Liberal heart-throb Beto O’Rourke may not win his upstart race against Texas Republican Sen. Ted Cruz Tuesday night, but he seems to have no plans to translate the national fervor surrounding his campaign into a presidential operation — something that should come as disappointing news to national Democrats funding and propelling his campaign.
Speaking to MSNBC reporter Garrett Haake Monday while making his last few stops on the campaign trail in Texas, O’Rourke answered the one pressing question that’s been on Democrat minds with a firm “no.”
“I will not be a candidate for president in 2020,” Beto O’Rourke tells @GarrettHaake.
— MSNBC (@MSNBC) November 5, 2018
“I will not be a candidate for president in 2020,” Beto said.
There’s always hope for leftists disappointed that the man who drew comparisons to Kennedy and looked poised to fell the often-controversial Cruz in a David-and-Goliath battle Democrats hoped would prove Texas, one of the fasted growing states in the union, could be turned blue. It’s happened before: Democratic state senator Barack Obama quickly rose through the ranks to run for president without declaring his intent from the start.
But O’Rourke needs more than fawning amateur campaign commercials and “modern liberal” good looks to sway national voters, and the mistakes he’s made in his Texas campaign could come back to haunt him on the national stage.
Politico Magazine, preparing for a Beto loss on Tuesday, published an article late Sunday asking whether Beto “blew it,” running a decidedly progressive campaign in a state that prefers both fiscal and social responsibility from its chosen candidates. Cruz, the article contends, was beatable — something Republicans initially worried about when a strong contender like Beto O’Rourke came on the scene in early 2018.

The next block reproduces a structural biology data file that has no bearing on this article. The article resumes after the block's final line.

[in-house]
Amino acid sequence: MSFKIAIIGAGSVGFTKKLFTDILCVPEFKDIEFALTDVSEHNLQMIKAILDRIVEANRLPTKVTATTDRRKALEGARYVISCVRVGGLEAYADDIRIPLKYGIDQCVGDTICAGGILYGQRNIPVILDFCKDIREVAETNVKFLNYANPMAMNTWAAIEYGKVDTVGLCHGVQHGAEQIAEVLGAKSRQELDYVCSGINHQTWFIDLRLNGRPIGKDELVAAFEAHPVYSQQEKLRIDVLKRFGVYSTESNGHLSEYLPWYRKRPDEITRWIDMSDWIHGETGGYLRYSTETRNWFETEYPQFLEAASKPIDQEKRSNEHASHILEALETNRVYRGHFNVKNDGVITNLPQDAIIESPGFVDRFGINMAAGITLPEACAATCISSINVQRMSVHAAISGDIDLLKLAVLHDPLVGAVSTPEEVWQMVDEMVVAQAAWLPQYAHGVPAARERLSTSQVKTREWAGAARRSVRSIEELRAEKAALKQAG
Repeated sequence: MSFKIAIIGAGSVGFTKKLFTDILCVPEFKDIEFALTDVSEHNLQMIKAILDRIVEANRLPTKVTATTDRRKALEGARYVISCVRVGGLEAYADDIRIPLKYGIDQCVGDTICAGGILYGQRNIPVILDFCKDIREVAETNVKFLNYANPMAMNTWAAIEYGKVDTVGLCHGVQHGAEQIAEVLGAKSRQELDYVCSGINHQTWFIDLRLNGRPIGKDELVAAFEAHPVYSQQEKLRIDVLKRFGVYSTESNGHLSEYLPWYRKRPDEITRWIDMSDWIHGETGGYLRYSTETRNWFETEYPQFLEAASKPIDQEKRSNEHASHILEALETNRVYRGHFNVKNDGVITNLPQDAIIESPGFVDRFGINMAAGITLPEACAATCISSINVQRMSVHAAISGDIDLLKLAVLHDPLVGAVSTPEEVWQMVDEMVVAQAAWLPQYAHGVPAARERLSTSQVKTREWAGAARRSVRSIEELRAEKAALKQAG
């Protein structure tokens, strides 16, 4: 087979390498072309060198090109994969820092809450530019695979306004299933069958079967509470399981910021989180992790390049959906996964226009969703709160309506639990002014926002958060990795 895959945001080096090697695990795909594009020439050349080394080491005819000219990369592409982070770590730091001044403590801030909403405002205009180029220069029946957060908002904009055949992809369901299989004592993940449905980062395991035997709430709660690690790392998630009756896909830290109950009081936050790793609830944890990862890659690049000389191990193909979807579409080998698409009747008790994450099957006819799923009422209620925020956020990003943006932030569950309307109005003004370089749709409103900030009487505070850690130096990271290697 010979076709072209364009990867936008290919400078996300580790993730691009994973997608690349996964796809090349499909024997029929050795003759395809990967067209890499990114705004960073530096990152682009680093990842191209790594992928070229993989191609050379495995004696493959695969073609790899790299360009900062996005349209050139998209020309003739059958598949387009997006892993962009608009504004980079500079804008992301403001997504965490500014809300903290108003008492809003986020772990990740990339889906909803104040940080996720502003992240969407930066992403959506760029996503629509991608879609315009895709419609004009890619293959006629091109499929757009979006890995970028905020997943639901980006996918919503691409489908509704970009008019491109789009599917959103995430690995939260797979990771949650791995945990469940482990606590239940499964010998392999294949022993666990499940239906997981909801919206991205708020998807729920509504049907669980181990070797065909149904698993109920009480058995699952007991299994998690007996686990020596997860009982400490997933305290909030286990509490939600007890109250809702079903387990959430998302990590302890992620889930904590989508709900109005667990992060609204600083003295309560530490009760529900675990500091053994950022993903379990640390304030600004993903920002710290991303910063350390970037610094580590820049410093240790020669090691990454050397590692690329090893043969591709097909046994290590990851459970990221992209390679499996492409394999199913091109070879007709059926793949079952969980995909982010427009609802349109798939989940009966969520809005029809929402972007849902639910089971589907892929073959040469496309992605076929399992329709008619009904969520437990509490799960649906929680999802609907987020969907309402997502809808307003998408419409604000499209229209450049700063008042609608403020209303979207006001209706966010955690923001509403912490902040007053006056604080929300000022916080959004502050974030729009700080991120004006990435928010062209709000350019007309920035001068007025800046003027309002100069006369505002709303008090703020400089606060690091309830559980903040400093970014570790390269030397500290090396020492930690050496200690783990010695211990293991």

But O’Rourke made rookie mistakes, playing to a national audience rather than his future constituency, and may pay the price for it in the end. Although internal polls reportedly show the race in a dead heat, professional pollsters have placed O’Rourke between 6 and 9 points behind his Republican opponent, a position he’s held since the race began.
There’s also concern about O’Rourke’s spending. Although he raised a staggering $38 million in the last fundraising quarter — a sum even top-line Democrats might find it hard to rake in — O’Rourke spent a whopping $22 million of that, burning his intake at a rate of nearly 77%.
For all that, O’Rourke failed to make any significant gains on his opponent, even as Ted Cruz made crucial mistakes and unforced errors Beto could have capitalized on, like suggesting that O’Rourke’s money was being funneled to a migrant caravan currently wending its way through Mexico from Honduras.
The $38 million — about half of which came from out of state — would have been a nice start on a presidential campaign coffer, but it’s likely to be almost completely spent by the time Beto retires to bed Tuesday night.
It would be wrong, though, to suggest that Beto has no future on the national stage. Wendy Davis, the last Democrat to run a nationally hyped yet locally embarrassing campaign in Texas is now a recognized political strategist and is likely plotting her comeback. If Beto loses Tuesday night, it’s probably not the last you’ll see of him, or the Beto-maniacs.